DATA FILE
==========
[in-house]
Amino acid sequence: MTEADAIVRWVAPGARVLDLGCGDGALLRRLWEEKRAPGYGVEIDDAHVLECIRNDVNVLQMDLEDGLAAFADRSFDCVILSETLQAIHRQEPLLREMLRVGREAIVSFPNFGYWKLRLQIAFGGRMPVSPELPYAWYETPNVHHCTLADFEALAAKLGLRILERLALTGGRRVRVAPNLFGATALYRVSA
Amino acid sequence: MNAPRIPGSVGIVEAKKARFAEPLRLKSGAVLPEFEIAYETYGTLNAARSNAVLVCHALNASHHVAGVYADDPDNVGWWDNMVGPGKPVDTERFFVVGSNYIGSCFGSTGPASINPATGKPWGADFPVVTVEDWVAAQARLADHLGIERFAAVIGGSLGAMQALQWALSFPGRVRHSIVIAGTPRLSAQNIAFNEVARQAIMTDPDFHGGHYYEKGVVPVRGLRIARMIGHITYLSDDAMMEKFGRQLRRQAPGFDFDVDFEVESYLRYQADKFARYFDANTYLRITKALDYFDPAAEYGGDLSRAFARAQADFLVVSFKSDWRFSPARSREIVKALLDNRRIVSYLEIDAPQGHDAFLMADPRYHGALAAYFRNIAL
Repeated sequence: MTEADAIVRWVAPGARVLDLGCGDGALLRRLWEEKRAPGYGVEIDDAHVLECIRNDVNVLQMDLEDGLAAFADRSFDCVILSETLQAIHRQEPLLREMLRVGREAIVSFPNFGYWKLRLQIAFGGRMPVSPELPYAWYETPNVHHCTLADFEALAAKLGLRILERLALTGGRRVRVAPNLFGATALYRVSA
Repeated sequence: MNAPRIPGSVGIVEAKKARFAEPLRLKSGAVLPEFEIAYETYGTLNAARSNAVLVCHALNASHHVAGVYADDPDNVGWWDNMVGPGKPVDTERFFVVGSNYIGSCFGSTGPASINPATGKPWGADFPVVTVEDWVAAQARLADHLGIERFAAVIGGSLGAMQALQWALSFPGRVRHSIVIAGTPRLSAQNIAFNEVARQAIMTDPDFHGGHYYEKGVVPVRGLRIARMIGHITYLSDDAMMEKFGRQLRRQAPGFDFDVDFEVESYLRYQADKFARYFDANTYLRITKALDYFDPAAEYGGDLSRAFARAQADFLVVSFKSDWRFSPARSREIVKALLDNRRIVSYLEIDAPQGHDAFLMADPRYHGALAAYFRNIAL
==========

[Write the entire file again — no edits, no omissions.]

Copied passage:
[in-house]
Amino acid sequence: MTEADAIVRWVAPGARVLDLGCGDGALLRRLWEEKRAPGYGVEIDDAHVLECIRNDVNVLQMDLEDGLAAFADRSFDCVILSETLQAIHRQEPLLREMLRVGREAIVSFPNFGYWKLRLQIAFGGRMPVSPELPYAWYETPNVHHCTLADFEALAAKLGLRILERLALTGGRRVRVAPNLFGATALYRVSA
Amino acid sequence: MNAPRIPGSVGIVEAKKARFAEPLRLKSGAVLPEFEIAYETYGTLNAARSNAVLVCHALNASHHVAGVYADDPDNVGWWDNMVGPGKPVDTERFFVVGSNYIGSCFGSTGPASINPATGKPWGADFPVVTVEDWVAAQARLADHLGIERFAAVIGGSLGAMQALQWALSFPGRVRHSIVIAGTPRLSAQNIAFNEVARQAIMTDPDFHGGHYYEKGVVPVRGLRIARMIGHITYLSDDAMMEKFGRQLRRQAPGFDFDVDFEVESYLRYQADKFARYFDANTYLRITKALDYFDPAAEYGGDLSRAFARAQADFLVVSFKSDWRFSPARSREIVKALLDNRRIVSYLEIDAPQGHDAFLMADPRYHGALAAYFRNIAL
Repeated sequence: MTEADAIVRWVAPGARVLDLGCGDGALLRRLWEEKRAPGYGVEIDDAHVLECIRNDVNVLQMDLEDGLAAFADRSFDCVILSETLQAIHRQEPLLREMLRVGREAIVSFPNFGYWKLRLQIAFGGRMPVSPELPYAWYETPNVHHCTLADFEALAAKLGLRILERLALTGGRRVRVAPNLFGATALYRVSA
Repeated sequence: MNAPRIPGSVGIVEAKKARFAEPLRLKSGAVLPEFEIAYETYGTLNAARSNAVLVCHALNASHHVAGVYADDPDNVGWWDNMVGPGKPVDTERFFVVGSNYIGSCFGSTGPASINPATGKPWGADFPVVTVEDWVAAQARLADHLGIERFAAVIGGSLGAMQALQWALSFPGRVRHSIVIAGTPRLSAQNIAFNEVARQAIMTDPDFHGGHYYEKGVVPVRGLRIARMIGHITYLSDDAMMEKFGRQLRRQAPGFDFDVDFEVESYLRYQADKFARYFDANTYLRITKALDYFDPAAEYGGDLSRAFARAQADFLVVSFKSDWRFSPARSREIVKALLDNRRIVSYLEIDAPQGHDAFLMADPRYHGALAAYFRNIAL